Cruise Tourism a Big Threat to Belize’s Endangered Manatees

Number of manatees being killed by collisions with tourist boats has increased exponentially in the past year

Visitors to Belize, a small country just south of Mexico, are so enthralled with manatees that they eagerly pay the high price of $100 or more per person, for a manatee sighting tour even though they are always warned that they may not see a single one of these elusive aquatic herbivores. But their desire to view this enigmatic marine mammal in its natural habitat might be helping push an endangered manatee subspecies further towards extinction.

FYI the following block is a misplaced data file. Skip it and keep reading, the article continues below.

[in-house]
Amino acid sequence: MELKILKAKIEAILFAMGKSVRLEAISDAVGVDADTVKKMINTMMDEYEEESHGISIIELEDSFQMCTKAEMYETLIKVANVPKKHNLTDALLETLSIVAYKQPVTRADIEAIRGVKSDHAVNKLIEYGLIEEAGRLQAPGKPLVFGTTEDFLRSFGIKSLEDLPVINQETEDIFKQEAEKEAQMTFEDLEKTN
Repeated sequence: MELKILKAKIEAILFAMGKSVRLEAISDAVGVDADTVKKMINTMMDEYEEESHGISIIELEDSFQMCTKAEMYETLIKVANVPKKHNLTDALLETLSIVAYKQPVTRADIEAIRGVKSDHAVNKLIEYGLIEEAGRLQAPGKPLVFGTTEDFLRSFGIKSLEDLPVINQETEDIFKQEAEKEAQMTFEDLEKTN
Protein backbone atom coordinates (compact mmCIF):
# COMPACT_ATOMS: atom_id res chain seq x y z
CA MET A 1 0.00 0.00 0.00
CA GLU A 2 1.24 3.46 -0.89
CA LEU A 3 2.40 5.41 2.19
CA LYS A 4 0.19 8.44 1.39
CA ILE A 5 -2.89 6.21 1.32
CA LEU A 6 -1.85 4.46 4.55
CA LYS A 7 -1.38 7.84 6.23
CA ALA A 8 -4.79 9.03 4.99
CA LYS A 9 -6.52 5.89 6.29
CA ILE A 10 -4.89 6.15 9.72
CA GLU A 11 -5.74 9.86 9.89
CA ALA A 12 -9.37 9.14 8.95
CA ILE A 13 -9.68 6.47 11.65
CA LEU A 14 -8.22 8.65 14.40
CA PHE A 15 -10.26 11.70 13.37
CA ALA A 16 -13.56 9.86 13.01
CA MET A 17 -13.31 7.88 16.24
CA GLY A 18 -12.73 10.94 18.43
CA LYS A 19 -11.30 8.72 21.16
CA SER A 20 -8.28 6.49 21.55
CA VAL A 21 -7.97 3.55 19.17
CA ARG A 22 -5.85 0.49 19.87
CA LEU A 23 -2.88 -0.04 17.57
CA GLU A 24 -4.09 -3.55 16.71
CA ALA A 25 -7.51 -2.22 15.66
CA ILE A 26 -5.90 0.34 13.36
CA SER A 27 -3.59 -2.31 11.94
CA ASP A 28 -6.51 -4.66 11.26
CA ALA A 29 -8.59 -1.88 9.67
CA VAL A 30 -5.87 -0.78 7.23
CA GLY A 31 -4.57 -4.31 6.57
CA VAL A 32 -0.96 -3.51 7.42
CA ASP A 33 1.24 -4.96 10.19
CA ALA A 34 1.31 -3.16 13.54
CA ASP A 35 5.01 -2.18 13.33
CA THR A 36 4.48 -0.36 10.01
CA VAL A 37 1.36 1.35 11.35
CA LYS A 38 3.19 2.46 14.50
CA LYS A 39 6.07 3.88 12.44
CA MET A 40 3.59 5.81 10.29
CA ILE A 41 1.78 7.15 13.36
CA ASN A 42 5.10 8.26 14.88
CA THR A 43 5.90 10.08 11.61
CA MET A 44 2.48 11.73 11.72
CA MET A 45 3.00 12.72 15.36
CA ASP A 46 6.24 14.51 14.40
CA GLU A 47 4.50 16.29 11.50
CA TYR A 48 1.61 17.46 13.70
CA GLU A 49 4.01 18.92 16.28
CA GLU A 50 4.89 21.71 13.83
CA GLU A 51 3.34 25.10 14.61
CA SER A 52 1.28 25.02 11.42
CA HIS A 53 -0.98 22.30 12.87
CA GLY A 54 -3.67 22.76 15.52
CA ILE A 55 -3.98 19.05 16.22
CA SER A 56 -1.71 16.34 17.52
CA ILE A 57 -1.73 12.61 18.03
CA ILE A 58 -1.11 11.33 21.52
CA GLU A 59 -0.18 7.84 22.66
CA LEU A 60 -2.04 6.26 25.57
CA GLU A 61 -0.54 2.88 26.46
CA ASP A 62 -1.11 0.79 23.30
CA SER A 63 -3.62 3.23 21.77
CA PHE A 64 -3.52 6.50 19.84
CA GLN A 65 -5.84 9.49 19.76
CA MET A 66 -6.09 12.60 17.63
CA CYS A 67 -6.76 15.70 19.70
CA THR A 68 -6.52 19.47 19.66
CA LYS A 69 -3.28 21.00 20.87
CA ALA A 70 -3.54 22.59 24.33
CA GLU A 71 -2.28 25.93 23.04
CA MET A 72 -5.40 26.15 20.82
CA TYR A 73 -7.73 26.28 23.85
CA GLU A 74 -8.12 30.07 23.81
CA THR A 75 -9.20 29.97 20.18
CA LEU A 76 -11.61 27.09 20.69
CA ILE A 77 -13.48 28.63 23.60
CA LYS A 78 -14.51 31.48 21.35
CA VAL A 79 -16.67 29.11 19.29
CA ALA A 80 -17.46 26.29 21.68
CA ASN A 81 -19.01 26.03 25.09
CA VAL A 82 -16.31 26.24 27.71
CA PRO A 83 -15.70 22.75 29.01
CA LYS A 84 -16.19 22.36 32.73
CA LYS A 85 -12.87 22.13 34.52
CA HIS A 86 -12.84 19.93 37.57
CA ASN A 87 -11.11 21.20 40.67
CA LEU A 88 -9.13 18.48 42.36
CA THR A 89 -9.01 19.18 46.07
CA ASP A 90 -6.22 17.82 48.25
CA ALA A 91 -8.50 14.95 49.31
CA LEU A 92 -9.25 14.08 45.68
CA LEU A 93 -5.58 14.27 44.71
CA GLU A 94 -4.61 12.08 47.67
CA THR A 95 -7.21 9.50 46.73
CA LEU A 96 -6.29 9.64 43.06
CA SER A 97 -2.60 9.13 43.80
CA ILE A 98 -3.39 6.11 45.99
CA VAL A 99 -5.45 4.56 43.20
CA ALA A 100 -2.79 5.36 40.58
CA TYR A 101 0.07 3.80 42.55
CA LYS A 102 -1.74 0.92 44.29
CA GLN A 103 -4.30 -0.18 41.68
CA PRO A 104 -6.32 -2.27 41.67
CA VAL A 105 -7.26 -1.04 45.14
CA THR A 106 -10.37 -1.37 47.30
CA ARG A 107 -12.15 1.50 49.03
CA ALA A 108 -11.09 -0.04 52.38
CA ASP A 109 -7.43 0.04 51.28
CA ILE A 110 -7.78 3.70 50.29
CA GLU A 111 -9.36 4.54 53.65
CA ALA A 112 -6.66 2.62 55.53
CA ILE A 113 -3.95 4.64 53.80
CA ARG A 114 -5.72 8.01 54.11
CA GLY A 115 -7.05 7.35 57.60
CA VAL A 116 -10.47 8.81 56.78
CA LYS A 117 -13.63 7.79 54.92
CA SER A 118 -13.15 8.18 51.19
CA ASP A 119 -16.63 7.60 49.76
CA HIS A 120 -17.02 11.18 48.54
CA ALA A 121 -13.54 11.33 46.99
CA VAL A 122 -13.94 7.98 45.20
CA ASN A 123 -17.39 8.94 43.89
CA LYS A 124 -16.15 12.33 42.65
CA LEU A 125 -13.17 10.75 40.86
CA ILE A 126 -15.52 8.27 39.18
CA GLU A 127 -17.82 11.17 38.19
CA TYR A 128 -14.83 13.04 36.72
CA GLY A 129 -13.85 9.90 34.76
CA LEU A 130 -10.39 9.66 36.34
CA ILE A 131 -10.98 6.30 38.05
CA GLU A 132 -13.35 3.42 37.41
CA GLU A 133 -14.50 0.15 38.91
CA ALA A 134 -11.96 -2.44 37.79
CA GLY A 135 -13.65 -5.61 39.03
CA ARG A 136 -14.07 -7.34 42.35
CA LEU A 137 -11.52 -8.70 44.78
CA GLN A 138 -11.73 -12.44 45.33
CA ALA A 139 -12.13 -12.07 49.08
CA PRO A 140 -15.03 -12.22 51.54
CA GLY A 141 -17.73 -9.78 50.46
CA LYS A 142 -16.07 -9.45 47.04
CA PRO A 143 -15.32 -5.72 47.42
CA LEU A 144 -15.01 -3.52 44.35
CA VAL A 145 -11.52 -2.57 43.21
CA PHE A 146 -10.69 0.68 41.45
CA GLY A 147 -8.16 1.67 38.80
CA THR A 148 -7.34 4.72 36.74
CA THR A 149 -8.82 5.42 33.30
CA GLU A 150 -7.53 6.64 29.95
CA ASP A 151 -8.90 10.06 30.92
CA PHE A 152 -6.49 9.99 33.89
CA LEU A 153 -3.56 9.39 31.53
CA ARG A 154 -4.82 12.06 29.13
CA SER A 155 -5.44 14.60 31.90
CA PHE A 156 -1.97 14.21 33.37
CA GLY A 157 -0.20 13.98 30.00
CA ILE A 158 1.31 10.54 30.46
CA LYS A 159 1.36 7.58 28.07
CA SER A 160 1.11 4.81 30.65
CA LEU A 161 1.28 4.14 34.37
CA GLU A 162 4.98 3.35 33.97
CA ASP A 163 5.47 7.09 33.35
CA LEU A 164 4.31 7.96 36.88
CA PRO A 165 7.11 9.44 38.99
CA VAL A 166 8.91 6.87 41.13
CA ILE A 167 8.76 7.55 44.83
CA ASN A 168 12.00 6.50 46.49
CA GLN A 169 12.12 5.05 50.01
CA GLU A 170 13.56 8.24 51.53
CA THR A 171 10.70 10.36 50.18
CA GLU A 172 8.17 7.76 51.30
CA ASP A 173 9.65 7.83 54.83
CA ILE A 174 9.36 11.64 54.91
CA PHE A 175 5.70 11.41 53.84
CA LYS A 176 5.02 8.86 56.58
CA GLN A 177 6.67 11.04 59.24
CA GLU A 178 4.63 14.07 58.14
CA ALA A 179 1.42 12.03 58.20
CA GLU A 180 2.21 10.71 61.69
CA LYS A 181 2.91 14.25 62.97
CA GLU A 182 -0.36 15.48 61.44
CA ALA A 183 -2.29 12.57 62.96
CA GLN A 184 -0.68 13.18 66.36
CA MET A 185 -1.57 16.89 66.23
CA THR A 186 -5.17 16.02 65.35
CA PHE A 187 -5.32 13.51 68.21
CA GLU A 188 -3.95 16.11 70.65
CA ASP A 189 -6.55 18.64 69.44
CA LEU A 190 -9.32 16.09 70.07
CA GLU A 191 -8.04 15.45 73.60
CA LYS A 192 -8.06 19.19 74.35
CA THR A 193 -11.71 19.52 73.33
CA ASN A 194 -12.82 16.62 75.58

photo of two manatees
An estimated 2,500 to 4,200 Antillean manatees live in the waters of Mexico, Belize, Honduras, and Guatemala. Belize is believed to have the largest breeding population of the animals, which face a major threat from the country's tourism industry. Photo by Carlos Ayala.

A beloved, but lesser known marine mammal most closely related to elephants, manatees, or “sea cows,” are bulky, slow-moving herbivorous animals who feed on water grasses, weeds, and algae. Belize is home to the largest population of the endangered Antillean manatee — a subspecies of the West Indian manatee, which ranges in the shallow, marshy coastal area and rivers of the Caribbean Sea and the Gulf of Mexico and is itself listed as vulnerable. The population of Antillean manatees in Mesoamerica (which includes those in Mexico, Belize, Honduras, and Guatemala) is estimated to be about 2,500 with another 4,200 living in sub populations in other parts of the Caribbean and further south.